Monday mornings mean the beginning of the work week, an earlier alarm and coffee for most. All of that applies for me but I have some extra motivation. I get to spend my morning with students at the Widener Memorial School in North Philadelphia.
Widener is a unique place. The school was founded in 1902 and is specifically for students with physical, medical and mental disabilities. The student body represents a wide range of abilities and socio-economic backgrounds. Regardless of a student’s individual needs, the goal is to help each pupil reach their potential through the various programming and therapy offered at Widener. 1812 Outreach gets to be a variable in that equation once a week throughout the school year.
With my brilliant co-teachers, Katherine and Carlos, I get to spend two or more hours talking about comedy, writing, laughing, reading, telling stories and being silly with three groups of students. As I walk into the lobby and see the students coming in from the buses, each smile and exchange fills me with warmth and appreciation. I am grateful to spend time with the students here and am humbled by their incredible attitudes in the face of adversity.
Our high school group has eight people in it and the majority are students that we have worked with before. For the first half of the year we have focused on looking at the various forms of comedy, from slapstick to sketch to stand-up and everything in between. We talk about each form and watch video clips of examples. Two weeks ago we talked about satire and read fictitious articles from the satirical publication, The Onion. We asked the students to take a stab at writing their own. I had braced myself for the typical teen response of, “I don’t know what to write….” “Nothing that happens to me is funny…” Instead, there was a pause followed by a chorus of “My step-mom said the funniest thing…” “Can I write about someone on the bus?” “Oh! I have something!” “Breaking news!..” The students all began to work; some writing on their own, others dictating to helpers. There was a buzz in the room and we had to stop the group mid-thought, with the promise that we would come back to it next week. I thought to myself, “I can’t wait to pick up where we left off next week!"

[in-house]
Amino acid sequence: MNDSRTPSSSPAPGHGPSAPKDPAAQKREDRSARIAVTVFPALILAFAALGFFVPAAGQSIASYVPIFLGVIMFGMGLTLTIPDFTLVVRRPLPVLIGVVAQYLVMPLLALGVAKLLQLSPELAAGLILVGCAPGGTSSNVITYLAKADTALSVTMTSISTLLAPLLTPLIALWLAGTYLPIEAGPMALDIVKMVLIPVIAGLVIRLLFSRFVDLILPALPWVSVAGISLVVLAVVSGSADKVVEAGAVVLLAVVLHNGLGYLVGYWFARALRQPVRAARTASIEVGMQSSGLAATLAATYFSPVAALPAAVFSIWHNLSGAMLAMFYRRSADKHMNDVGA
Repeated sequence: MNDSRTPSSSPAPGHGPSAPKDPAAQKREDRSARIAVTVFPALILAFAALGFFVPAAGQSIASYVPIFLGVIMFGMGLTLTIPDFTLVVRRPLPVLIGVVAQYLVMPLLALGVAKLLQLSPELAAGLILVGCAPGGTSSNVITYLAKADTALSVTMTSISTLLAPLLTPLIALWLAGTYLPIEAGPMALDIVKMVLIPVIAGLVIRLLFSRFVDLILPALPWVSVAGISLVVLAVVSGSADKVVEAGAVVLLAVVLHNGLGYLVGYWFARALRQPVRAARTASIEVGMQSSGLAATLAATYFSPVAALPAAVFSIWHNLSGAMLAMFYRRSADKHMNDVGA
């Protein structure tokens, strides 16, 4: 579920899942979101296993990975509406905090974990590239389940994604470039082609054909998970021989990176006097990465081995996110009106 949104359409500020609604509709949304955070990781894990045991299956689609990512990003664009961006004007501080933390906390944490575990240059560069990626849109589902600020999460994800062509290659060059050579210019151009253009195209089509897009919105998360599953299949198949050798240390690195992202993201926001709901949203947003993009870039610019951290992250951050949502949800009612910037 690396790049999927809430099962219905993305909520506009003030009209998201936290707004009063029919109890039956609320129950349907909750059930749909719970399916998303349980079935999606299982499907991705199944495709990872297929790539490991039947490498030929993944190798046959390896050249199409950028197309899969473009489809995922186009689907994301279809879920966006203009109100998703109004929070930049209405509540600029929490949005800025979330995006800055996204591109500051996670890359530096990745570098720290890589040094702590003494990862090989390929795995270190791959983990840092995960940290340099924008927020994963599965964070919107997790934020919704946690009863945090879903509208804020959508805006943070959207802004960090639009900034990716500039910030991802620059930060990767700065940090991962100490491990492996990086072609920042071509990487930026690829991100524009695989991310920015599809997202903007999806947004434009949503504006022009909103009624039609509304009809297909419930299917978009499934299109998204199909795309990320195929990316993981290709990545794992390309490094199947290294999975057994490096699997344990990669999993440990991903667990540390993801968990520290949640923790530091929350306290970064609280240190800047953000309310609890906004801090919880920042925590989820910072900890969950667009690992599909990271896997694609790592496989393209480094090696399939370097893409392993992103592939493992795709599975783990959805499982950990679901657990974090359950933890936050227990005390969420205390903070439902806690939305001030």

Next up, we meet with the lower school students. With 9 students ages 8-12, we explore storytelling through reading books and creating our own stories with imaginative play and occasionally a box of props for extra fun. This week we read The Day The Crayons Quit, which features letters written from various crayons to their owner, Duncan, complaining of how they have been either overused or under-appreciated. After reading, we went around the circle while each student chose a color and told us a little about how that color was feeling. The students brought these characters to life beyond what any of us had expected. The students began to improvise an argument between Purple and Yellow over who should color the grapes. The two crayons took the other’s spot in the box in an act of protest. The White crayon dreamed of expanding his creative contributions to things like “glue spilling out of the bottle.” The ideas were flowing from the group so easily. It was such fun to watch!
About three times each semester we meet with a third group: the Multiple Disabilities Students. Many of these students are non-verbal and have limited mobility. Our focus is to stimulate them as best we can. With this group, we begin and end each class with a song. Music tends to elicit a response from many of them. Some react vocally, physically or with eye movements. We often will read some of the same books with this group that we read with the Lower School students and adjust the activities that follow. During and after each reading, we move among the students and provide tactile stimulation. We make physical contact and sometimes use scarves, props or percussive instruments to give them a chance to use their senses to feel, hear and see something new based on the book or activity.
This will be my third year working with students at Widener Memorial School. Each year brings new groups and new challenges but the goal remains the same: once a week, we come together, laugh and grow through comedy and creative expression. Every smile, silly dance and new idea leaves me feeling inspired and ready to start my week. My Mondays are magical. I hope you find some magic in your Monday, too.